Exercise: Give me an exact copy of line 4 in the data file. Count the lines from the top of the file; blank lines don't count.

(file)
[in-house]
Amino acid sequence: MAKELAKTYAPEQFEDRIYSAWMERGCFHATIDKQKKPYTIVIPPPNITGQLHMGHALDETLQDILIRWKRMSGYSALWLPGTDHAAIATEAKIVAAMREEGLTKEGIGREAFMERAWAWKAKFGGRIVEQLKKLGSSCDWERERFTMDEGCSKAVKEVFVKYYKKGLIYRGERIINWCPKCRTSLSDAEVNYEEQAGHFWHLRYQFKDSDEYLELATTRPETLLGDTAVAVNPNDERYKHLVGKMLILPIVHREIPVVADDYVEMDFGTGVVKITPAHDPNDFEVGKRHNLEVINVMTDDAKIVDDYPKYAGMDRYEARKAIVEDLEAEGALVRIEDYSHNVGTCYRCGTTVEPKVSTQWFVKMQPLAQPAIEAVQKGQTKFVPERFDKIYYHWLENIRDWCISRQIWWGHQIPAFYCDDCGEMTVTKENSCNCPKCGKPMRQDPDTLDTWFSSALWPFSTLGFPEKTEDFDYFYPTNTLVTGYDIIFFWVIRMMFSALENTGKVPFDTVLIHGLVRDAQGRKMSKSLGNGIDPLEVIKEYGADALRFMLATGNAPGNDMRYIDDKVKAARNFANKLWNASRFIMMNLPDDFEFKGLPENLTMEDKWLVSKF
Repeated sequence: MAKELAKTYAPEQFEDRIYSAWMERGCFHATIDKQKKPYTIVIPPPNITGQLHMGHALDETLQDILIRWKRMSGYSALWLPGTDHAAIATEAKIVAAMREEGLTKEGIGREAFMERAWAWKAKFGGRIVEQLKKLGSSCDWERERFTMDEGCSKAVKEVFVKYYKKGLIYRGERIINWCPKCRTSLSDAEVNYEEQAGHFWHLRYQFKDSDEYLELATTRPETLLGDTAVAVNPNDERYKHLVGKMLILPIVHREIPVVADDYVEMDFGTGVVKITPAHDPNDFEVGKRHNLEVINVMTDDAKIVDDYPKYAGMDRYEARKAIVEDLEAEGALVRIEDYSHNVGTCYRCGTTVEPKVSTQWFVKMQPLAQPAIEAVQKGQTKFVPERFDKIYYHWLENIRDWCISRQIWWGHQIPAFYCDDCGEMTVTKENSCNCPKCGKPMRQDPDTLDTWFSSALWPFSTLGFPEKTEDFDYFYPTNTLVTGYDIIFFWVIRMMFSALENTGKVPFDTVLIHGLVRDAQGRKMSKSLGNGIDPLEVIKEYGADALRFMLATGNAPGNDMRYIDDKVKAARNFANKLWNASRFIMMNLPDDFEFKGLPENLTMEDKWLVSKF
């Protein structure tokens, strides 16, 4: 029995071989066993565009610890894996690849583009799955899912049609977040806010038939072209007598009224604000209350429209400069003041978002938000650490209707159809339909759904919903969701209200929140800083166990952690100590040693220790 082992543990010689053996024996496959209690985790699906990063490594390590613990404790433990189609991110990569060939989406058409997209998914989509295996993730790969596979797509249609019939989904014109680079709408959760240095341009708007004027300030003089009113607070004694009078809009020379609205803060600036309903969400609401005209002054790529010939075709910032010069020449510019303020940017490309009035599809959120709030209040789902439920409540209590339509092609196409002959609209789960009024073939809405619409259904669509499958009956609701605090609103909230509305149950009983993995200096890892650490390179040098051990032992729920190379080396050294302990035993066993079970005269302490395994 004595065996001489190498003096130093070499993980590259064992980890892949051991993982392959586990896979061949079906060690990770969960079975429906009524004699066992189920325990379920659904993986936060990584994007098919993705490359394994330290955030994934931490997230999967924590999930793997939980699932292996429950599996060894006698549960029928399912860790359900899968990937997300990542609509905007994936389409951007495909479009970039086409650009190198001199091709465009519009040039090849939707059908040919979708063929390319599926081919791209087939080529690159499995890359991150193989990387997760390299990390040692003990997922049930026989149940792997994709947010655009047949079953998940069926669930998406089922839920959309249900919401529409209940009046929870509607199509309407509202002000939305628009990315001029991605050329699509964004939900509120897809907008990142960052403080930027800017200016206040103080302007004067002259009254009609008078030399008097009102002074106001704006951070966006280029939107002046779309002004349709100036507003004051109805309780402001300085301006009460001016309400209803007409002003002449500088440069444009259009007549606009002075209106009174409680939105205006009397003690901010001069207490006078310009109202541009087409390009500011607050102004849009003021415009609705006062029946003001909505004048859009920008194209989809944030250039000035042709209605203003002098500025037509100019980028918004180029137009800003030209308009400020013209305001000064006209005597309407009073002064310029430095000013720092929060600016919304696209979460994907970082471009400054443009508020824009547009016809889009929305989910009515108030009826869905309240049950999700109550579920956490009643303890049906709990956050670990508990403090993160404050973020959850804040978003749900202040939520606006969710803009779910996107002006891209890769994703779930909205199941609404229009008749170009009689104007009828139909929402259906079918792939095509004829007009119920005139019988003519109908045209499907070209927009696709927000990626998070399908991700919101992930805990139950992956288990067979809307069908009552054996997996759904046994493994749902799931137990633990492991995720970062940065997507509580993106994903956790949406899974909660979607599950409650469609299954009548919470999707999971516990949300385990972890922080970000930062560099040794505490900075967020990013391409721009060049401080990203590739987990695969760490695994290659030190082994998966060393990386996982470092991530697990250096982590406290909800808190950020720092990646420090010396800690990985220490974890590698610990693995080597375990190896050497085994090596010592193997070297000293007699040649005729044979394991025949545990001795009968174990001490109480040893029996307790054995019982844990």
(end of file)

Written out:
């Protein structure tokens, strides 16, 4: 029995071989066993565009610890894996690849583009799955899912049609977040806010038939072209007598009224604000209350429209400069003041978002938000650490209707159809339909759904919903969701209200929140800083166990952690100590040693220790 082992543990010689053996024996496959209690985790699906990063490594390590613990404790433990189609991110990569060939989406058409997209998914989509295996993730790969596979797509249609019939989904014109680079709408959760240095341009708007004027300030003089009113607070004694009078809009020379609205803060600036309903969400609401005209002054790529010939075709910032010069020449510019303020940017490309009035599809959120709030209040789902439920409540209590339509092609196409002959609209789960009024073939809405619409259904669509499958009956609701605090609103909230509305149950009983993995200096890892650490390179040098051990032992729920190379080396050294302990035993066993079970005269302490395994 004595065996001489190498003096130093070499993980590259064992980890892949051991993982392959586990896979061949079906060690990770969960079975429906009524004699066992189920325990379920659904993986936060990584994007098919993705490359394994330290955030994934931490997230999967924590999930793997939980699932292996429950599996060894006698549960029928399912860790359900899968990937997300990542609509905007994936389409951007495909479009970039086409650009190198001199091709465009519009040039090849939707059908040919979708063929390319599926081919791209087939080529690159499995890359991150193989990387997760390299990390040692003990997922049930026989149940792997994709947010655009047949079953998940069926669930998406089922839920959309249900919401529409209940009046929870509607199509309407509202002000939305628009990315001029991605050329699509964004939900509120897809907008990142960052403080930027800017200016206040103080302007004067002259009254009609008078030399008097009102002074106001704006951070966006280029939107002046779309002004349709100036507003004051109805309780402001300085301006009460001016309400209803007409002003002449500088440069444009259009007549606009002075209106009174409680939105205006009397003690901010001069207490006078310009109202541009087409390009500011607050102004849009003021415009609705006062029946003001909505004048859009920008194209989809944030250039000035042709209605203003002098500025037509100019980028918004180029137009800003030209308009400020013209305001000064006209005597309407009073002064310029430095000013720092929060600016919304696209979460994907970082471009400054443009508020824009547009016809889009929305989910009515108030009826869905309240049950999700109550579920956490009643303890049906709990956050670990508990403090993160404050973020959850804040978003749900202040939520606006969710803009779910996107002006891209890769994703779930909205199941609404229009008749170009009689104007009828139909929402259906079918792939095509004829007009119920005139019988003519109908045209499907070209927009696709927000990626998070399908991700919101992930805990139950992956288990067979809307069908009552054996997996759904046994493994749902799931137990633990492991995720970062940065997507509580993106994903956790949406899974909660979607599950409650469609299954009548919470999707999971516990949300385990972890922080970000930062560099040794505490900075967020990013391409721009060049401080990203590739987990695969760490695994290659030190082994998966060393990386996982470092991530697990250096982590406290909800808190950020720092990646420090010396800690990985220490974890590698610990693995080597375990190896050497085994090596010592193997070297000293007699040649005729044979394991025949545990001795009968174990001490109480040893029996307790054995019982844990």